The Reworking Stage can be radical or modest and can take many forms. It may start with students moving one card from a set to another, but can go on to include cards which were previously thought to be not useful being worked into the understanding or sometimes it can be wholesale movement and regrouping of the cards. These reworkings appear to represent the establishment of new sets of relationships, which are increasingly abstract and likely to include the background data items. Both Chris and I have found that their findings agree significantly with the research from Leat and Nichol that “…that the more the data is rearranged, the better the quality of any subsequent written work. High ability groups show little reluctance in breaking their original sequences and webs, whilst other groups may be very frustrated by having to do so. Many groups do not rework.” The Abstract Stage is where the physical manipulation of the cards ceases but the discussion continues. It is possible that they have internalised the data to a point where they can explore new relationships and hypotheses without recourse to the concrete format of the cards. Leat and Nichol’s findings from this stage were that “…when pupils tackle new problems they do not automatically switch into high order thinking, using formal operations in Piagetian terms they start with comprehending or making sense of individual data items. It is only from this foundation that they proceed to relational or extended abstract thinking. Some pupils falter early on in this sequence. Secondly these stages are evident in the physical manipulation of the data and the associated talk. This allows the possibility that teachers both identify the level of thinking being used and can intervene when they judge that pupils cannot proceed unaided.”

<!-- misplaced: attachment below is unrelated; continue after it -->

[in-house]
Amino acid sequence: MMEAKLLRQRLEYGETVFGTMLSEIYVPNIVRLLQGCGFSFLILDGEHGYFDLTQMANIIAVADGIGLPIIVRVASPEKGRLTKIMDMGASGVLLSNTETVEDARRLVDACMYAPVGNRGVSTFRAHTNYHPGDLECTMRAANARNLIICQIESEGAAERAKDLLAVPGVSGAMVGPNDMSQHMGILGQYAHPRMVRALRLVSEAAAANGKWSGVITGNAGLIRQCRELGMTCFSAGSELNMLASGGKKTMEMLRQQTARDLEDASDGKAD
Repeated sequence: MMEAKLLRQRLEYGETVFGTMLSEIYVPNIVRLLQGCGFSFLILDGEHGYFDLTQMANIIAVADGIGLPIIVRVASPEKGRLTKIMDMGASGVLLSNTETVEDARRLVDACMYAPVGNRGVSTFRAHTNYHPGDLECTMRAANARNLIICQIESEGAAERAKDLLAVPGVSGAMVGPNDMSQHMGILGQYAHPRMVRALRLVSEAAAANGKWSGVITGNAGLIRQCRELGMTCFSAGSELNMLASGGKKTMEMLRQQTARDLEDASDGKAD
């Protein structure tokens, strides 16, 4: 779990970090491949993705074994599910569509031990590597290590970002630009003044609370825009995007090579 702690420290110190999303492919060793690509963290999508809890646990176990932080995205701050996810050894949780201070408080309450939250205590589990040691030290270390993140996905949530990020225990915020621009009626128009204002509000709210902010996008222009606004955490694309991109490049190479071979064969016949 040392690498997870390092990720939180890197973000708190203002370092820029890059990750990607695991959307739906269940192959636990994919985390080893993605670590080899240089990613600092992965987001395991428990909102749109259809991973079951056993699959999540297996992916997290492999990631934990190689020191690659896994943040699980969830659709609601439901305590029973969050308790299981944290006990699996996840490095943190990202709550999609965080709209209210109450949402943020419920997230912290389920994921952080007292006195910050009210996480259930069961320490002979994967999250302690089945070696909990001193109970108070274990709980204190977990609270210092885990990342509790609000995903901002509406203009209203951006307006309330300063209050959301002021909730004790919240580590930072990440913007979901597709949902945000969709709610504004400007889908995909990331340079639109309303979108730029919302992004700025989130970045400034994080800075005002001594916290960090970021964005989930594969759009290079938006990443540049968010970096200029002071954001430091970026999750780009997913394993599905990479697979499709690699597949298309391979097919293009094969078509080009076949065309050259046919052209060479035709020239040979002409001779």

One of the challenges of teachers professionalism is bringing assessment and teaching closer together, in words of Brown et al (1992, p.194) “Ideally children are not labelled and categorised by assessment they are diagnosed and helped.”……..which is why combining a mystery activity with the SOLO taxonomy allows for effective feedback to students on the complexity of thinking. To assist with this we have developed a powerful “move me on map” which not only allows the students to self assess their progress with the mystery against SOLO, but also give feedforward on ways of progressing to the next level.